In the rear hub portion 10 one or two membranes 17, each about 3 mm thick, also referred to as septum, are provided in a manner per se and made of a material which can be conventional, e.g. silicon rubber or polyisoprene and penetrated by the cannula 3 but which, when the cannula is removed, automatically seal the aperture which the cannula has created at the penetration. In the rear end 23 of the rear portion 10 there is provided, in a manner per se, an outer standard type threading for a Luer-Lok® closure 18. The back member 6, includes a small chamber 19 in a manner per se in front of a membrane 20 which is permeable to air. The chamber 19 forms a terminal for the lumen 21 of the cannula 3. The membranes or the filter 20 is provided in the front end of a filter adaptor 22 in a manner known per se.
The distal portion 11 of the hub 4 is this text, as far as the present embodiment is concerned, is defined as the portion the rear limit of which is defined by the plane 24, which is defined as the mouth 26 of the branch conduit 13 in front of the curve 15, said plane 25 being perpendicular to the cannula passageway 12 and to the centre line 69 of the distal portion 11. The distal portion 11 according to the embodiment consists of a rear portion in the form of an annular, cylindrical neck 27, which projects forwards from the rear portion 10 a distance in the axial direction of the hub 4, and the unit 8 which is shown in FIG. 6 and which is provided with said gripping and fixation member 7. said unit 8 consisting of a sleeve 28, which is provided with a pair of wings 29, which project in the lateral directions from the bottom side of the sleeve. The sleeve 28 consists of a cylindrical collar 30 in the rear portion of the sleeve 28, a cylindrical central portion 31, and a nose cone 32. The sleeve 28 is connected to the rear portion 10 of the hub by means of the collar 30, which is mounted snug fit on the neck 27 and is fixed to the neck according to any technique which may be conventional, e.g. through press fit, gluing or other adhesive connection, or through HF-welding. According to the embodiment, however, gluing is preferably employed. In FIG. 4C, a glue joint is designated 36. The inner radius of the neck 27 is slightly larger then the radius of the mouth 26 of the branch conduit. The difference approximately corresponds to the wall thickness of the catheter 2. In the region of its central portion 31, and in its nose cone 32, the sleeve 28 is provided with a first, cylindrical space and with a conical tapered space, respectively. In combination, the conical, tapered space, the first cylindrical space in the central portion 31, and a second cylindrical space in the cylindrical interior of the neck 28 form said inlet chamber 14. In the front end, a circular opening 35 is provided for the catheter 2.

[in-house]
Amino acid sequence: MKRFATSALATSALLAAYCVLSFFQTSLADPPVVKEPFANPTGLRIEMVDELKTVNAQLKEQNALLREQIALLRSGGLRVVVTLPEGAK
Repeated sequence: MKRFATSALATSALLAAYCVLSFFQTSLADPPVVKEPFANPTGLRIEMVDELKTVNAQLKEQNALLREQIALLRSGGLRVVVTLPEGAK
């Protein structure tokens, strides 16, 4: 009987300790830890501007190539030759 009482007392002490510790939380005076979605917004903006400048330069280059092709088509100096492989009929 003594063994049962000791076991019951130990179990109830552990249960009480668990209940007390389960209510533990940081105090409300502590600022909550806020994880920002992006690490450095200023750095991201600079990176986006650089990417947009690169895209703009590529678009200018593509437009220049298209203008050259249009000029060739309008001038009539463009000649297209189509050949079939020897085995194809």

If the catheter 2 consists of a polymeric material which does not swell in contact with liquids of the human body, such as blood, the diameter of the circular opening 35 corresponds with the outer diameter of the catheter 2. However, the catheter 2 preferably consists, at least partly, of a hydrophilic plastic material which swells significantly in contact with body liquids, including blood. More particularly, the catheter 2 according to the preferred embodiment is made of a composite plastic material of the type which is mentioned in the introductory description of the invention and which will be described more in detail in the following. In this case, the outer diameter of the catheter is initially smaller than the diameter of the opening 35, so that the catheter is allowed to swell freely in use without being prevented by the material of the hub, more particularly by the material of the sleeve 28 in the region of the opening 35. FIG. 4C illustrates the conditions before the catheter 2 has started swelling causing an increase of its diameter in the region of the opening 35. In order to make said increase of the diameter of the catheter 2 possible, there is initially an annular gap 35a between the catheter 2 and the sleeve 28. The width of the gap 35a is sufficiently large to allow the catheter 2 to increase its diameter without obstacle when blood or other dialyse liquid flows through the catheter. Suitably, the width corresponds to the increase of the diameter of the catheter because of the swelling, in other words that the catheter due to the swelling eliminates the gap without pressing itself with any considerable pressure against the sleeve 28 in the region of the opening 35.